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  • HR Specialist: Employment Law
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Remind bosses: Steer clear of comments about employees’ use of FMLA leave


Some supervisors just can’t seem to resist offering “helpful” career advice to subordinates. But remarks concerning absences that are covered by the FMLA could be viewed as interference with a protected right, not good career advice. And that could spur a needless lawsuit if the employee is terminated.

How to create a valid severance agreement: Sweeten the pot above and beyond the usual

To prevent lawsuits over layoffs, employers often offer a severance agreement that requires the employee to waive the right to sue. When those agreements involve older workers, they have to meet very specific legal requirements.

Remind bosses: No comments on FMLA use


Some managers and supervisors just can’t seem to resist offering “helpful” career advice to subordinates. That’s especially true for workers they may see as less devoted to their work than old-school employees. But a remark concerning absences covered by the FMLA may well be viewed as interference with a protected right.

Employers get to choose cost-cutting moves


In tight times, employers must explore every cost-saving option. After looking at several ways to balance the budget, you may decide you need to trim the workforce. Don’t be surprised if a laid-off em­­ployee sues.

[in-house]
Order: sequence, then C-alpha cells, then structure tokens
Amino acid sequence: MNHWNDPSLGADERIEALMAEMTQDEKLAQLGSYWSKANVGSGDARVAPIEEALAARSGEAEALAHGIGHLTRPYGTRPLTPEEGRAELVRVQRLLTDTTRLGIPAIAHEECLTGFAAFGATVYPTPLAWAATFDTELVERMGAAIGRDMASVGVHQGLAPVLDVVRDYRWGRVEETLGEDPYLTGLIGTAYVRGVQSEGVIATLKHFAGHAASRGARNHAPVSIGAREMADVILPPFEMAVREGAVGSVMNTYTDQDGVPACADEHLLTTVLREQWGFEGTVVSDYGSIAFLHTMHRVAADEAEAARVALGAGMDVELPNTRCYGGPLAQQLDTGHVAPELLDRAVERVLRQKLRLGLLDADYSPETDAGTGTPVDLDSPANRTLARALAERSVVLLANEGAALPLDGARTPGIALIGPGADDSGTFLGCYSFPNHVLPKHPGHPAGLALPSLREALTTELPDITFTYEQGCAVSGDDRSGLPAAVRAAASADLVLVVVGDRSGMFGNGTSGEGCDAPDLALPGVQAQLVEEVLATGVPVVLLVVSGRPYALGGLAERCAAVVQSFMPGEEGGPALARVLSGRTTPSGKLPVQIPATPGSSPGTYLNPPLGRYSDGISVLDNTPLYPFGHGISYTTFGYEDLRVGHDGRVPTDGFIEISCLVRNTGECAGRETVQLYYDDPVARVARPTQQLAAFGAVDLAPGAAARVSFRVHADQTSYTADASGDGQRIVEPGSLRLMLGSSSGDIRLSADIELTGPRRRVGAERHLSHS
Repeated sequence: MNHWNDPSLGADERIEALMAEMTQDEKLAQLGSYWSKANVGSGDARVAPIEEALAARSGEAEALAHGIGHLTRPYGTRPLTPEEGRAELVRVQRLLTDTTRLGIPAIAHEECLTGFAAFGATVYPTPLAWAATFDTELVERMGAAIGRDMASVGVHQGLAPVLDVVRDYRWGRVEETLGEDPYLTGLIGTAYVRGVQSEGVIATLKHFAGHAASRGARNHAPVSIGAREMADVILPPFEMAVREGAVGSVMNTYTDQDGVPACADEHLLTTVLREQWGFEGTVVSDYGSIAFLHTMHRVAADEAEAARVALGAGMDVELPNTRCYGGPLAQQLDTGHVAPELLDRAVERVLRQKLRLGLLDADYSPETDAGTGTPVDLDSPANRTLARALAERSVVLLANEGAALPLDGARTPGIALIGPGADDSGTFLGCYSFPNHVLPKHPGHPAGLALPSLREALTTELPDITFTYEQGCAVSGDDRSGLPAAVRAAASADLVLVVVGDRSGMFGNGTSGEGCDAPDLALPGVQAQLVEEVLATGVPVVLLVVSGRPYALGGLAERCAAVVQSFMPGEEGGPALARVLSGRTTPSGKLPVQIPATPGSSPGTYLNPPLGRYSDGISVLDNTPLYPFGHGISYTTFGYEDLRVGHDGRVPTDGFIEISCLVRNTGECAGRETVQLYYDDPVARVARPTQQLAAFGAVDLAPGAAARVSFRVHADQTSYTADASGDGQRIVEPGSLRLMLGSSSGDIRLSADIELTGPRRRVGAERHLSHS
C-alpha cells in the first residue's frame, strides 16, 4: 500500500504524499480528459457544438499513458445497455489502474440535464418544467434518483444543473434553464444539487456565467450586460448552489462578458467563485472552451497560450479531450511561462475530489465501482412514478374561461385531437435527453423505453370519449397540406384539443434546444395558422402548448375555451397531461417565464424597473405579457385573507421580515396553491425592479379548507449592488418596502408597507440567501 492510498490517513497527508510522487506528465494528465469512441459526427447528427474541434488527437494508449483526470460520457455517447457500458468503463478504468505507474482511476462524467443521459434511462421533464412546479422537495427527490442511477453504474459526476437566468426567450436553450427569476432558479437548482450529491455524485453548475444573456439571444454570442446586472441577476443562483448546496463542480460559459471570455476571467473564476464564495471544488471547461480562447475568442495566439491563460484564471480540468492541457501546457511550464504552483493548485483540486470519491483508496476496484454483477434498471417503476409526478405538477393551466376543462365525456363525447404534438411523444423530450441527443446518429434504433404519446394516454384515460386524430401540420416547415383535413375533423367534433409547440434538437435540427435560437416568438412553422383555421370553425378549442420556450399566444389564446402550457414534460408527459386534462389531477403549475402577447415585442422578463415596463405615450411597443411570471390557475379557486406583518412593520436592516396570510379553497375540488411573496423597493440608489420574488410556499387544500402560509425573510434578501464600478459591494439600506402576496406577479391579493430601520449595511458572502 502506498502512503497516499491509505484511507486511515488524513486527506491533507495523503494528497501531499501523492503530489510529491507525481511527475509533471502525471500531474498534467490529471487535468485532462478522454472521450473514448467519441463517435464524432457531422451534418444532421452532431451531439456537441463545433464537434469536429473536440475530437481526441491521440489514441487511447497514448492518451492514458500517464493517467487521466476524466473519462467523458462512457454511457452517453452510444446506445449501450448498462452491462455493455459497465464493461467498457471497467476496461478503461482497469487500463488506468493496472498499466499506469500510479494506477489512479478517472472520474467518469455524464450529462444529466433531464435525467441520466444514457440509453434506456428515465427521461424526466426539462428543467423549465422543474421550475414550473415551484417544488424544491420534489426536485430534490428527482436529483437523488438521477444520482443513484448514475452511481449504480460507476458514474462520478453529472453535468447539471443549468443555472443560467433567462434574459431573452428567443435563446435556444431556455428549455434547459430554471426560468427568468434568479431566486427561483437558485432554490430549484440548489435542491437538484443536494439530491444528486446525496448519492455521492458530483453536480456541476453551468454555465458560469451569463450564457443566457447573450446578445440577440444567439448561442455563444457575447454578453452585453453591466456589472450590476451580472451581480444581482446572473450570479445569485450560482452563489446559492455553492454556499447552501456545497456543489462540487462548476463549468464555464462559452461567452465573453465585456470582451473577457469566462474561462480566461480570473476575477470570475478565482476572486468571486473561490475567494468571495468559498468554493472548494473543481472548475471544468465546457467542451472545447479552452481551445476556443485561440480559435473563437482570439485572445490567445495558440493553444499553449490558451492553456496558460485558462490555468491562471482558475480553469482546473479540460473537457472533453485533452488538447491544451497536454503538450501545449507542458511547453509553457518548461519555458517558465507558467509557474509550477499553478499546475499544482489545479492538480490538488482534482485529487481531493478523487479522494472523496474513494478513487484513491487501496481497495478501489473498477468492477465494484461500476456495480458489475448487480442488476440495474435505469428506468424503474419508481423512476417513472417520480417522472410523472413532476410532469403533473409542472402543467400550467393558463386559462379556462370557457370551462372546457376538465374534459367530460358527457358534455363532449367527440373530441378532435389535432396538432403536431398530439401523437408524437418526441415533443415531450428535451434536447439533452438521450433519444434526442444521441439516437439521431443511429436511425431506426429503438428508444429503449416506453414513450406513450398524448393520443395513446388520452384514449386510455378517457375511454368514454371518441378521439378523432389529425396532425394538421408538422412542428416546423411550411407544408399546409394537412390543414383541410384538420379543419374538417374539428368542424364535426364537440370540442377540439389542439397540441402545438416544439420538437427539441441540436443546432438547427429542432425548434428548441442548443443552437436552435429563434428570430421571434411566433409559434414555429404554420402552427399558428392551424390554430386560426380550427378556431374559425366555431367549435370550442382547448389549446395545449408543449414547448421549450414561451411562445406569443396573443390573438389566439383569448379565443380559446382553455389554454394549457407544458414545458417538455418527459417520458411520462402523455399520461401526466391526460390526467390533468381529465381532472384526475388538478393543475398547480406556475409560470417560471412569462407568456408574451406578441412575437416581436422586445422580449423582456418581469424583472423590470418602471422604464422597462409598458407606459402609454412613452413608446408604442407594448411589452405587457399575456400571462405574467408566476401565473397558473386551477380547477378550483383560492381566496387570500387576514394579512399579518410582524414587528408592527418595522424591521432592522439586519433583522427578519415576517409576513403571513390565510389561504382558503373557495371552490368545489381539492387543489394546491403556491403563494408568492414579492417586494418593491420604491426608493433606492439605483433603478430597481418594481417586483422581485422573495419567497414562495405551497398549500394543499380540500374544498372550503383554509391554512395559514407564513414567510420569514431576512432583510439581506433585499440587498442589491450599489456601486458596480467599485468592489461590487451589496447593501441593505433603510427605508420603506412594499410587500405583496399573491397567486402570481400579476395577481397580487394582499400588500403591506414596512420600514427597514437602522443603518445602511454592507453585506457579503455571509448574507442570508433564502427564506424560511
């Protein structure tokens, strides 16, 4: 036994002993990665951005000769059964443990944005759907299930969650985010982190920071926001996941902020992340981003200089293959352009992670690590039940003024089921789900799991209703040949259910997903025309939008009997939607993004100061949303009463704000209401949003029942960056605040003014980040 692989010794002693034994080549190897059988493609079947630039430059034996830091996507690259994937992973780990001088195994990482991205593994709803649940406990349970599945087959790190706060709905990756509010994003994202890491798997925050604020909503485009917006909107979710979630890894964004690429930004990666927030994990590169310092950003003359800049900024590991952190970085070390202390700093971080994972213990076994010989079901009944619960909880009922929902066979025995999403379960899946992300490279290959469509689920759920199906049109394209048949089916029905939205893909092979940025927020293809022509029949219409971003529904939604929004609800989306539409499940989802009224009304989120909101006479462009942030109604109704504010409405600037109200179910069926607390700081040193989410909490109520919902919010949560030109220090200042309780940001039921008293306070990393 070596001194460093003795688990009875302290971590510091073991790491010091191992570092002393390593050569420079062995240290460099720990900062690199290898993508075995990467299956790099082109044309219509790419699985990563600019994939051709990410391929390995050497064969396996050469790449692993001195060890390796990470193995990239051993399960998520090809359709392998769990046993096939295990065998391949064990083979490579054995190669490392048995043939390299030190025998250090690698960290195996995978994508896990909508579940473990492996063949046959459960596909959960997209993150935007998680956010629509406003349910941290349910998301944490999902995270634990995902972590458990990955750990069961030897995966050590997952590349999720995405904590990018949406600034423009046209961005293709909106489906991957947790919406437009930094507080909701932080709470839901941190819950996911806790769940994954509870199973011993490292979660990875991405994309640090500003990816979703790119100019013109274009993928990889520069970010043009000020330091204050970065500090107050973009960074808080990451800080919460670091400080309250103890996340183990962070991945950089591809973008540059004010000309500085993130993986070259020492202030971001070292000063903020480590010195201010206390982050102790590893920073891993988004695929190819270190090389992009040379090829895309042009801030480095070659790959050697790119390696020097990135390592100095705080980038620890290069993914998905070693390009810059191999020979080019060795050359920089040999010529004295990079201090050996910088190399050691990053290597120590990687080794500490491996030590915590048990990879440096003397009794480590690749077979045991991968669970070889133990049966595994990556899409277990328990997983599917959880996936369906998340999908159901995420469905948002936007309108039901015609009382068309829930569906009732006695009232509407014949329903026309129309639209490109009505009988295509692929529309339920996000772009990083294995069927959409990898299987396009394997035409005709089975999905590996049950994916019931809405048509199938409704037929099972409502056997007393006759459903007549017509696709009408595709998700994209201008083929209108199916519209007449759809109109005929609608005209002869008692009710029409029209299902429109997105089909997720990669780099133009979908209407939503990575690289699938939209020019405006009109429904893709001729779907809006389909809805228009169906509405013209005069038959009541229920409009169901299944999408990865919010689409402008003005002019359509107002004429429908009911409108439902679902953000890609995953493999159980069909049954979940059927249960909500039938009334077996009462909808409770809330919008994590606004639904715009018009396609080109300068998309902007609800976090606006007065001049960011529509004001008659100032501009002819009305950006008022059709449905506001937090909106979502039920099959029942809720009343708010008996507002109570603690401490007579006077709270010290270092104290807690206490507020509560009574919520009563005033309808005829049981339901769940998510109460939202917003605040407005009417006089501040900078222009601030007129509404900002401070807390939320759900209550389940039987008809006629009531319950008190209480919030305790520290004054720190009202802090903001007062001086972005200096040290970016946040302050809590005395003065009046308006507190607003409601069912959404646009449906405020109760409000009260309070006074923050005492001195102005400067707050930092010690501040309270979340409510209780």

When you need to trim workforce, focus RIF criteria on measurable factors

The key to a successful, challenge-proof reduction in force is using objective, measurable factors to determine who stays and who goes. That greatly reduces the likelihood that a former employee who loses his job to a RIF will win a discrimination case.

Layoffs looming? Use past reviews to decide who stays and who goes

Smart employers use past per­­for­­mance rankings as the major criterion for laying off employees during a reduction in force. The reason is obvious: Since the rankings predate the layoff decisions, they’re almost impossible to challenge.

OK to cut returning veteran’s job if decision wasn’t based on military status

Generally, members of the military released from active duty service are entitled to return to their former jobs. But what happens if bad economic times force a layoff before the em­­ployee returns to work? Is he exempt from the cuts?

Use discipline record to select employees for RIF

Absent a union contract or other established rule, you don’t have to use seniority to decide which em­­ployee should be laid off. You can use any objective measure.

Whether layoff affects one or 100, use solid business reasons to justify job cuts

Sometimes, all it takes to cure a budget shortfall is to cut one position. As a business move, doing so is just as valid as conducting a much larger layoff. As long as you can show the change was based on business needs, you won’t lose a discrimination case.

Handbooks: 5 simple steps for preserving at-will status

The easiest way to make sure employees understand that they are employed on an at-will basis is to place disclaimers throughout your employee handbook. Five key elements will help those disclaimers stand up in court if an employee ever mounts a legal challenge to at-will employment.